DNA Testing

With the growing importance of DNA genetic markers in confirming or refuting familial relationships, we need to consider the FOLLIS DNA Surname Project by John FOLLIS as the next step in our family research. It now includes the details of the genetic markers for four FOLLIS sub groups.

  • Scots-Irish - my July 2009 test results match the Irish family tradition so far! See Mark Follis Comments in March 2009 Guest book
  • Italian
  • A third group that has been provisionally given the title of Anglo Norman
  • Unassigned

Scots-Irish

Based on my research so far, I believe my FOLLIS family line was Scots-Irish when they came to America. Scots-Irish were Presbyterian settlers from Scotland who went to Catholic Ireland in the 1600's during the Plantation Era at the request of the King of England who wanted to dilute the political strength of Catholic Ireland in order to extend British rule to the Irish island. One family researcher says her FALLIS line is from Fermanagh Ireland.

My deceased aunt Helen and her brother Paul recalled her father, my grandfather, Milo saying we were Scots-Irish. A distant cousin in the 1900 Federal Census listed his ancestry as Scots-Irish and the areas where our FALLIS-FOLLIS families lived in Virginia and Ohio were predominately Scots-Irish pioneers. There are old Foulis castles in Scotland Seat of the Clan Munro. The Monroe Genealogy (1853). FOWLIS Castle is near the towns of Fowlis Easter and Wester meaning east and west Fowlis. They are believed to be founded by 3 French brothers. FOULIS is spelled the way we pronounce FOLLIS so I believe Scots-Irish is the correct nationality for my FOLLIS family line. The Mediterranean follis coin and old Roman ball game are discussed on my FOLLIS Trivia page raising additional questions as to the origin of our family name. FOULIS and FOWLIS are listed as Septs or smaller clans or families who lived within the Clan Munro territory. Some were related to Clan Munro and some were not. They would pay taxes to live on the land.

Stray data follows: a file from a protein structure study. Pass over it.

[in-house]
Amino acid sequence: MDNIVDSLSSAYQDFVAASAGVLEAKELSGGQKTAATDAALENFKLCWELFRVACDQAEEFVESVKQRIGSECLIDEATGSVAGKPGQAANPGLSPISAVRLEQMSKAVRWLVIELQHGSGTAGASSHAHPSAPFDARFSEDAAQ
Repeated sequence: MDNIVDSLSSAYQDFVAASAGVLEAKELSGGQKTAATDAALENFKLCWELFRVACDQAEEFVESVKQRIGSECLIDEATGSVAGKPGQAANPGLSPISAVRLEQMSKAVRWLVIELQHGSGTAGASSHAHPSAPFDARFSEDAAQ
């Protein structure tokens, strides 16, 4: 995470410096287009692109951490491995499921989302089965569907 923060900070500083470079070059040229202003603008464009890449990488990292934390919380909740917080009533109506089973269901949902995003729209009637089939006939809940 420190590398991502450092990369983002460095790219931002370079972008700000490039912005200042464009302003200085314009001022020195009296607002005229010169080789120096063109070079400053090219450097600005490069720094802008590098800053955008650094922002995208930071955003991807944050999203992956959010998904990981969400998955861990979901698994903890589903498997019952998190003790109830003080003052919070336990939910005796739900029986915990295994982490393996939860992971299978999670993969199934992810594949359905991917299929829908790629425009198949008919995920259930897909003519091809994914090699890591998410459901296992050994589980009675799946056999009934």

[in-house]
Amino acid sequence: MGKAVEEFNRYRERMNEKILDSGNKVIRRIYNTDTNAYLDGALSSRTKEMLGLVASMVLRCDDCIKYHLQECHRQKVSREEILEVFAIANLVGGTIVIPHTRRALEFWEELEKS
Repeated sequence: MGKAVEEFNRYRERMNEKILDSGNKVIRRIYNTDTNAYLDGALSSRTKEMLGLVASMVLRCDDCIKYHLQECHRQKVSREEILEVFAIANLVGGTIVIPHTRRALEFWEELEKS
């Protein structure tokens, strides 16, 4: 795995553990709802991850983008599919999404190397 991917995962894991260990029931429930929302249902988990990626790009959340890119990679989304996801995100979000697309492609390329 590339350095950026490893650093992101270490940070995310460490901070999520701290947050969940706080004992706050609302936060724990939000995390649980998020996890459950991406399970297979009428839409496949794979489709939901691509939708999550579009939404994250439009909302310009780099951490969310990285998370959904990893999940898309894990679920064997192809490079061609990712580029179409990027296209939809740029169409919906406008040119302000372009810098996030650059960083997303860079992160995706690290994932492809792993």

Foulis in The Scottish Nation or the Genealogical Account of All of All Scottish Families and Surnames mentions Foulis' in the 1500's to 1700's Scotland.

William Follis from England by way of Facebook December 10, 2009, found some interesting facts:

"The name Fowlis is indeed from Scotland although you were on the right track with a french connection.
The name of the village appears in the Charters of Inchaffray in 1208 as Foglais, indicating its derivation from the old Celtic foghlais (meaning 'burn').